January 2, 2013

The Symptoms of Schizophrenia

There are almost 300 named psychiatric disorders, and schizophrenia is one of them. Although many mental illnesses have symptoms that overlap, schizophrenia has a distinct pattern of symptoms. No two cases of schizophrenia look exactly the same, but most people with schizophrenia display three types of symptoms:

Positive symptoms: The term positive symptoms is confusing, because positive symptoms (as the term might suggest) aren’t “good” symptoms at all. They’re symptoms that add to reality, and not in a good way. People with schizophrenia hear things that don’t exist or see things that aren’t there (in what are known as hallucinations). The voices they hear can accuse them of terrible things and can be very jarring (for example, causing them to think that they’ve hurt someone or have been responsible for some cataclysmic world event).

People with schizophrenia can also have delusions (false beliefs that defy logic or any culturally specific explanation and that cannot be changed by logic or reason). For example, an individual may believe that there is a conspiracy of people driving red cars that follows his every movement. He will use the fact that there are red cars everywhere he goes as evidence that the conspiracy is real.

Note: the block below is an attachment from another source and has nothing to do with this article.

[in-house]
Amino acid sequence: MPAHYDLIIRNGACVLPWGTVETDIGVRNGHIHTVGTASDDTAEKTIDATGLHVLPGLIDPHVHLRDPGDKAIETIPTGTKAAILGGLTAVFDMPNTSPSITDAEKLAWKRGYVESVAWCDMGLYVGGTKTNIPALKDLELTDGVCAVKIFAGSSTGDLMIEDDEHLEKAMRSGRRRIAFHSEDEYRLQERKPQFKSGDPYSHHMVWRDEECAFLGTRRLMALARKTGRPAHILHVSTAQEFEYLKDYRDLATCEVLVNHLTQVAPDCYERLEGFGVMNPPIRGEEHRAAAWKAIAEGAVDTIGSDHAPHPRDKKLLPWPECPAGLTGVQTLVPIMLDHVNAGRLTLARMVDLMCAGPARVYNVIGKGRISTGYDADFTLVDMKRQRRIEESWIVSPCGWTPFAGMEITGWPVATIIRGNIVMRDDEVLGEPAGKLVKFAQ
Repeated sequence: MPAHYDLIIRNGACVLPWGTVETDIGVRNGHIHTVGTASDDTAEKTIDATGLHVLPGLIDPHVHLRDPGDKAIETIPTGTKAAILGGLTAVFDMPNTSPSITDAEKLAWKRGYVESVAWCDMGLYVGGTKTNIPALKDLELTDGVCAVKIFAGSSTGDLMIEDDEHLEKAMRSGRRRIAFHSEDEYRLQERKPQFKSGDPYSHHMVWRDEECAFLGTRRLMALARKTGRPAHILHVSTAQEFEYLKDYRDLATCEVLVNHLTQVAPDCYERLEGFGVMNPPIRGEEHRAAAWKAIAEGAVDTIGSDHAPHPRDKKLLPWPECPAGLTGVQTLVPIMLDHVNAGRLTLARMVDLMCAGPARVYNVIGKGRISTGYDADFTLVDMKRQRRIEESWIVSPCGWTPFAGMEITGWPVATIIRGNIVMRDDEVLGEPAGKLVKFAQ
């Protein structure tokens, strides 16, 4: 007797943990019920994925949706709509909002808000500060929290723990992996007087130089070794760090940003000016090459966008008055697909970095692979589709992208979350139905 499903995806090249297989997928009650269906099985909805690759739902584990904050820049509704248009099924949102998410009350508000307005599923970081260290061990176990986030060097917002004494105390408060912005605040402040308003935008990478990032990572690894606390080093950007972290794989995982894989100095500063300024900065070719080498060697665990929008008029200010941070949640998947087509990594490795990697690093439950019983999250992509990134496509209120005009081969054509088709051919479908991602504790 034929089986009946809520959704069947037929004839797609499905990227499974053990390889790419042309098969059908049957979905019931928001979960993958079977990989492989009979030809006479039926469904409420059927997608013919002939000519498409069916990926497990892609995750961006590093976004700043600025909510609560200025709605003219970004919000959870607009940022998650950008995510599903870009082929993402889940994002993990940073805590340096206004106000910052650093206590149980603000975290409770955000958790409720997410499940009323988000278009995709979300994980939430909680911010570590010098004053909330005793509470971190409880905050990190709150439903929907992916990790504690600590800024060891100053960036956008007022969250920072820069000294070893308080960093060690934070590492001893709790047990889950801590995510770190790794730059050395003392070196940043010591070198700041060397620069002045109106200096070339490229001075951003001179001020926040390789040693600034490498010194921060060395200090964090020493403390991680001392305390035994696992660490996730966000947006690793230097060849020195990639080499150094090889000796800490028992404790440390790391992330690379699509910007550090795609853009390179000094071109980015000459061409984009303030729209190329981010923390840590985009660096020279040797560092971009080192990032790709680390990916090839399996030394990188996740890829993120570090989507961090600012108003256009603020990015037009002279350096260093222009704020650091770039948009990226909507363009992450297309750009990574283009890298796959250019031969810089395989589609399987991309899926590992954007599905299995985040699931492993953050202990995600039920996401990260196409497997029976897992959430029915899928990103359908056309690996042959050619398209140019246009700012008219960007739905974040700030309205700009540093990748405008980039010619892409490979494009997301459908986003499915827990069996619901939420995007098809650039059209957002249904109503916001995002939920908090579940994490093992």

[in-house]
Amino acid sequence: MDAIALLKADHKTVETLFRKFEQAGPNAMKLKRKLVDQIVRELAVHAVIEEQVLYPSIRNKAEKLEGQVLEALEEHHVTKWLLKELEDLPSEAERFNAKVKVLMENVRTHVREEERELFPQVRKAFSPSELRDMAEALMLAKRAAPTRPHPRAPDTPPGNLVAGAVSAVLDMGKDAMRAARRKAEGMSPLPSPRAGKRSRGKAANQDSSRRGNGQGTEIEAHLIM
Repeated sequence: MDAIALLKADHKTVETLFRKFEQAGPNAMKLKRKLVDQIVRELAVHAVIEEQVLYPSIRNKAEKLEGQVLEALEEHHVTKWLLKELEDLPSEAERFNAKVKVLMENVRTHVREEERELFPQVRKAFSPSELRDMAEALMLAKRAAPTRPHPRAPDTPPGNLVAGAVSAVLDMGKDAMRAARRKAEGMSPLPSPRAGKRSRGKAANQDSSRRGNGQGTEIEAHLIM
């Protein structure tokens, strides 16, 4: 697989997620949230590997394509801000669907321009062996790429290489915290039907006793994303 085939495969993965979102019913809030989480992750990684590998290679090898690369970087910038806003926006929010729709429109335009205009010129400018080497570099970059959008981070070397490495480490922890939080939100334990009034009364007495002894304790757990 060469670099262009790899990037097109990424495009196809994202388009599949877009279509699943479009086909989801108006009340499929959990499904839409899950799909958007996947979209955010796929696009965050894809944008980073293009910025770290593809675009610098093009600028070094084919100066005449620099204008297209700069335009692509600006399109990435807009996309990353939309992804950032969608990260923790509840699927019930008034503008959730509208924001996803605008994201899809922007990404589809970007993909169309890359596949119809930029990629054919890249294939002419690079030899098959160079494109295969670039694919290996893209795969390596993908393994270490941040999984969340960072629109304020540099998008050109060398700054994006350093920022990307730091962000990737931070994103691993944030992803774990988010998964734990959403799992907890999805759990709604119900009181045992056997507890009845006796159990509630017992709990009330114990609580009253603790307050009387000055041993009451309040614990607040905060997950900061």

Negative symptoms: These symptoms are a lack of something that should be present; behaviors that would be considered normal are either absent or diminished. For example, people with schizophrenia often lack motivation and appear lazy. They may be much slower to respond than most other people, have little to say when they do speak, and appear as if they have no emotions, or exhibit emotions that are inappropriate to the situation. They may also be unable to get pleasure from the things that most people enjoy or from activities that once brought pleasure to them. Families often get frustrated when a relative with schizophrenia does nothing but sleep or watch TV — they wrongly attribute this behavior to the patient not being willing to assume responsibility or “pull himself up by his bootstraps.”

Negative symptoms are part and parcel of the illness for at
least 25 percent of people with schizophrenia.

Cognitive symptoms: Most people with the disorder suffer from impairments in memory, learning, concentration, and their ability to make sound decisions. These so-called cognitive symptoms interfere with an individual’s ability to learn new things, remember things they once knew, and use skills they once had. Cognitive symptoms can make it hard for a person to continue working at a job, going to school, or participating in activities she may have enjoyed at one time.

In addition to the symptoms mentioned above, people with schizophrenia may also have sleep problems, mood swings, and anxiety. They may experience difficulties forming and maintaining social relationships with other people. They may look different enough that other people notice that something is very odd or strange about them and that they don’t quite look “normal.” They may have unusual ways of doing things, have peculiar habits, dress inappropriately (such as wearing a heavy coat or multiple layers of clothes in the summer), and/or be poorly groomed, which can discourage other people from getting involved with them.

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